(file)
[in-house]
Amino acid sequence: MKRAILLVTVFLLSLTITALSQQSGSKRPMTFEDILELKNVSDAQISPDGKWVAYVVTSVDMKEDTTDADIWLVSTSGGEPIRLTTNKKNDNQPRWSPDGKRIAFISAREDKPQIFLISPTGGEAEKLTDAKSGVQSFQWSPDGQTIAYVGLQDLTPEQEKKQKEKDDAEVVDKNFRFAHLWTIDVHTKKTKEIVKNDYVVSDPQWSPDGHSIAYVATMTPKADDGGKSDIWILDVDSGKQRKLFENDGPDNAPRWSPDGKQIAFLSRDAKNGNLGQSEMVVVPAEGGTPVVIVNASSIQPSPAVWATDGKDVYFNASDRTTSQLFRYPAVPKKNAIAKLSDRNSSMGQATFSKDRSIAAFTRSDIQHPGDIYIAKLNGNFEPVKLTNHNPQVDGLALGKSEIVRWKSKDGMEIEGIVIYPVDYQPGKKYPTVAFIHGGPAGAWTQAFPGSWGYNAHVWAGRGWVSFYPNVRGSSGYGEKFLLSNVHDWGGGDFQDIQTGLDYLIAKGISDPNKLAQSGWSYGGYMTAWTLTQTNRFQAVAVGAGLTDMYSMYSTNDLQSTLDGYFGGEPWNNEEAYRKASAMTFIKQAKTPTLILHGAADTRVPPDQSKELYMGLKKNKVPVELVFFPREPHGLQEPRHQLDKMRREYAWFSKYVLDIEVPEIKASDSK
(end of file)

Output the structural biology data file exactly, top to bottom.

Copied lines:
[in-house]
Amino acid sequence: MKRAILLVTVFLLSLTITALSQQSGSKRPMTFEDILELKNVSDAQISPDGKWVAYVVTSVDMKEDTTDADIWLVSTSGGEPIRLTTNKKNDNQPRWSPDGKRIAFISAREDKPQIFLISPTGGEAEKLTDAKSGVQSFQWSPDGQTIAYVGLQDLTPEQEKKQKEKDDAEVVDKNFRFAHLWTIDVHTKKTKEIVKNDYVVSDPQWSPDGHSIAYVATMTPKADDGGKSDIWILDVDSGKQRKLFENDGPDNAPRWSPDGKQIAFLSRDAKNGNLGQSEMVVVPAEGGTPVVIVNASSIQPSPAVWATDGKDVYFNASDRTTSQLFRYPAVPKKNAIAKLSDRNSSMGQATFSKDRSIAAFTRSDIQHPGDIYIAKLNGNFEPVKLTNHNPQVDGLALGKSEIVRWKSKDGMEIEGIVIYPVDYQPGKKYPTVAFIHGGPAGAWTQAFPGSWGYNAHVWAGRGWVSFYPNVRGSSGYGEKFLLSNVHDWGGGDFQDIQTGLDYLIAKGISDPNKLAQSGWSYGGYMTAWTLTQTNRFQAVAVGAGLTDMYSMYSTNDLQSTLDGYFGGEPWNNEEAYRKASAMTFIKQAKTPTLILHGAADTRVPPDQSKELYMGLKKNKVPVELVFFPREPHGLQEPRHQLDKMRREYAWFSKYVLDIEVPEIKASDSK